It is one of the Ravilious lithographs from High Street. It is my favourite lithograph from High Street, 'Letter Makers', which shows a shop which makes signs. Its loveliness is completely untransferable to jpg, but here it is anyway. H and I have whiled away a happy half-hour considering how it ought to be mounted and framed.

Of course, this whole thing makes the bookseller who sold it guilty of bibliocide -- it was once a page in a book. H is an accessory for buying it, and I am an accessory before the fact for being so in love with it as to sway H's moral fortitude. As a minute with google will tell you, there are many kinds of bibliocide: bibliocide by cataloguing, by banning, by burning. But the most commercial of these is bibliocide as a result of the victim's organs being more valuable than the whole body -- almost always the artwork, but sometimes the text as well. The lithographs in High Street are so valuable that in spite of the extortionate prices on intact copies, the killing you could make by razoring the lithographs out of it and selling them separately puts that into the shade.

Here's the thing. I'm never going to own an intact copy of High Street. (I know someone who does. Sometimes I plan ram-raids of this person's house. And not just for the Ravilious). But even if I did own a copy, that really wouldn't be that special ... except for the lithographs. If ever something was written to be a vehicle for the illustrations, this is it. As H put it, it was published by Country Life, for god's sake.

So I'm going to reserve my wrath for booksellers flogging illuminated pages out of 14th century French breviaries and the woodcuts and etchings out of period descriptions of the English countryside. High Street was born to be dismembered. I think my member will look lovely in a double cream mount ...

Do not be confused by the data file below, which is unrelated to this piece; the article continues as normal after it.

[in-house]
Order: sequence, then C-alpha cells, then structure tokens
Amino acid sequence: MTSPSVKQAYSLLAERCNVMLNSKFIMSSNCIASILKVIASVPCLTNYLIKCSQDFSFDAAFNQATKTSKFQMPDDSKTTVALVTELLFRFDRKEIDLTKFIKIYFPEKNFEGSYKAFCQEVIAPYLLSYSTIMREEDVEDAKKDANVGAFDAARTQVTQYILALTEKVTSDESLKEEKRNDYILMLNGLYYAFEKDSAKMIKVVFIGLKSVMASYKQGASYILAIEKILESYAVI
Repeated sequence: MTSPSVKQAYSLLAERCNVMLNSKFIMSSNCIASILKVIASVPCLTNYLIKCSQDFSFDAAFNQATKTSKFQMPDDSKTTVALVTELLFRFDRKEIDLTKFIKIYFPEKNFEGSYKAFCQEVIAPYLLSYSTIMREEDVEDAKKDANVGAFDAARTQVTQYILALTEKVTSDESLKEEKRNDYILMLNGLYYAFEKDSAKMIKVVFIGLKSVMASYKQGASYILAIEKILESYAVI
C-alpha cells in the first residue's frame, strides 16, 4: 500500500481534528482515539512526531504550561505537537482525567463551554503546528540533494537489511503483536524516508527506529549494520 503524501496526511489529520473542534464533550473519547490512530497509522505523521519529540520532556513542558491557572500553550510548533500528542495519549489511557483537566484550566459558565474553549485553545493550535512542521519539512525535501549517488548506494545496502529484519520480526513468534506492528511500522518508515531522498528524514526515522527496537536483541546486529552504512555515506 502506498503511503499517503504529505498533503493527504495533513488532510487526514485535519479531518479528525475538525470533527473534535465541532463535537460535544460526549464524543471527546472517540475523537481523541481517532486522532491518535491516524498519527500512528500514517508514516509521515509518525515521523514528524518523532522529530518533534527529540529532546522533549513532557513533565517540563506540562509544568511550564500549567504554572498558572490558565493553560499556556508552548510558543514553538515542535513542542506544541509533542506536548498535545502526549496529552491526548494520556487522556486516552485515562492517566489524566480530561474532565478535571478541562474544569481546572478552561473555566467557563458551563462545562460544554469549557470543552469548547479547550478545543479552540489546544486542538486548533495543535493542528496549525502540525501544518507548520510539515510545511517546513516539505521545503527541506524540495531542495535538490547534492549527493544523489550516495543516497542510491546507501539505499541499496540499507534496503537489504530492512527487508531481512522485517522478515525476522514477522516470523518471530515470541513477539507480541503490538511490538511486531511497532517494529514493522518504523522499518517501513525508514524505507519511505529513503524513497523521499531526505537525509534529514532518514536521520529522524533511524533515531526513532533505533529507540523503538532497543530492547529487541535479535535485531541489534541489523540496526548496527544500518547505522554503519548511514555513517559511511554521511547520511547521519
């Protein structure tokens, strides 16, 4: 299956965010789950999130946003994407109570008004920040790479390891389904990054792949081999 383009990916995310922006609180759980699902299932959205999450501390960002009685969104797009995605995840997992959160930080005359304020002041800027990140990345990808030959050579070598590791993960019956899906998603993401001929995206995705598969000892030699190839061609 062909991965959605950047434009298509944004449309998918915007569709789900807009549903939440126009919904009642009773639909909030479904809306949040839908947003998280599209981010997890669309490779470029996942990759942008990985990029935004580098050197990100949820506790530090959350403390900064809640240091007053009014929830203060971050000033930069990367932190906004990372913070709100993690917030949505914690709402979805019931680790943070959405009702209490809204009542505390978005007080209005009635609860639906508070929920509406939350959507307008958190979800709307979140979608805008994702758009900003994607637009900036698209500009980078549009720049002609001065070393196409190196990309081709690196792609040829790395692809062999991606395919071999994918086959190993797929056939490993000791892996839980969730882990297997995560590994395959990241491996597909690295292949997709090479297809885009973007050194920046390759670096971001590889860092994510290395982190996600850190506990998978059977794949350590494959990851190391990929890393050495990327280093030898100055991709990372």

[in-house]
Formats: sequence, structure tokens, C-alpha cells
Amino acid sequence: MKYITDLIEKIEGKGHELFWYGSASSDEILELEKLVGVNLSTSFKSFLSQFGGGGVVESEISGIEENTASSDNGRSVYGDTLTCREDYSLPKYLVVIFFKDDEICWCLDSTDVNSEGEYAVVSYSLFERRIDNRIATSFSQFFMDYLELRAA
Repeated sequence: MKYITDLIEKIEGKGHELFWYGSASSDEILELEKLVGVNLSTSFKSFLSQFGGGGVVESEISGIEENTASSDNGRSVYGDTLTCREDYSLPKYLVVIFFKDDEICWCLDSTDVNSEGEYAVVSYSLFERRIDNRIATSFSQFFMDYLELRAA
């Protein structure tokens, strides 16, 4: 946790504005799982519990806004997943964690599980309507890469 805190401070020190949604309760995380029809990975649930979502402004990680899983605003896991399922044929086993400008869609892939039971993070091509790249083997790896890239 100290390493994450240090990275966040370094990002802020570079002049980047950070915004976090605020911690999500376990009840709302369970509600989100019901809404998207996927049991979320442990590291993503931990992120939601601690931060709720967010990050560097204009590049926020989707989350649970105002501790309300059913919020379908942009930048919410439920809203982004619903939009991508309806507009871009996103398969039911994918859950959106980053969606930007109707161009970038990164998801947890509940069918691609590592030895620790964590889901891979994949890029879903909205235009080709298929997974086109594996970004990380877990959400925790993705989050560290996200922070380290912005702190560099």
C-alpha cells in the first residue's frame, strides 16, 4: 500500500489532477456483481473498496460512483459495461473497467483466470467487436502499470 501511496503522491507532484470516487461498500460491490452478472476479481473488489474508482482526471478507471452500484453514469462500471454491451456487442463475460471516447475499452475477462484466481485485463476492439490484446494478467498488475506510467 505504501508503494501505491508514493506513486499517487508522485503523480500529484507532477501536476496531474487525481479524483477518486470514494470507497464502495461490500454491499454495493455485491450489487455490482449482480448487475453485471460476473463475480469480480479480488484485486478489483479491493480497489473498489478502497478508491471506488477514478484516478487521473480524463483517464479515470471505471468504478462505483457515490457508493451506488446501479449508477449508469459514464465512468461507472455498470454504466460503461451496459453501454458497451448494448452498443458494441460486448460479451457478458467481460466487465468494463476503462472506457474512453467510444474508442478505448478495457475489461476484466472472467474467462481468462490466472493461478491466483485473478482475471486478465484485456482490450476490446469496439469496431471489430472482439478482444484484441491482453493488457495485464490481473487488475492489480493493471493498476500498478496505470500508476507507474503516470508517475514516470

Much beloved pet

I'm having incrementally more serious worries, as the days pass, that the part of my brain that used to think the kinds of thoughts that people around this place are supposed to think, such as (a) philosophical (b) analytical (c) critical (d) insightful and/or brainy in any way, has gone very seriously AWOL. Not like, my thoughts are slightly blurry or I'm having a little trouble revving up. G-O-N-E. Relaxing on the shores of What The Hell Ever.

Fortunately, my faith in 2006 being the Year of the Kicking of Ass means that my thoughts on the problem have been limited so far to:

This could be interesting.

Thursday, January 05, 2006

Cite my ass

Yesterday, My Very First Publication appeared in print. Today, H gave me a black mohair jumper of hers which has shrunk in the wash and doesn't fit her any more.

I'm much more excited about my new jumper. What is wrong with me?

Wednesday, January 04, 2006

Light my Firefly

I'm a philosopher of science. Philosophers of science get very worked up about underdetermination, which is where all of the things about something aren't enough to establish some other thing. Like how all of my genetic code doesn't tell us which country I'm a citizen of. Or how all of the data science can generate doesn't tell us which theories are true. There's also overdetermination, which is where all of the things about something are more than enough to establish some other thing. Like how after one episode there were already well in excess of a sufficient number of reasons for me to be rabid in my adoration of Firefly. Nevertheless, the final episode racked up the latest overdeterminator: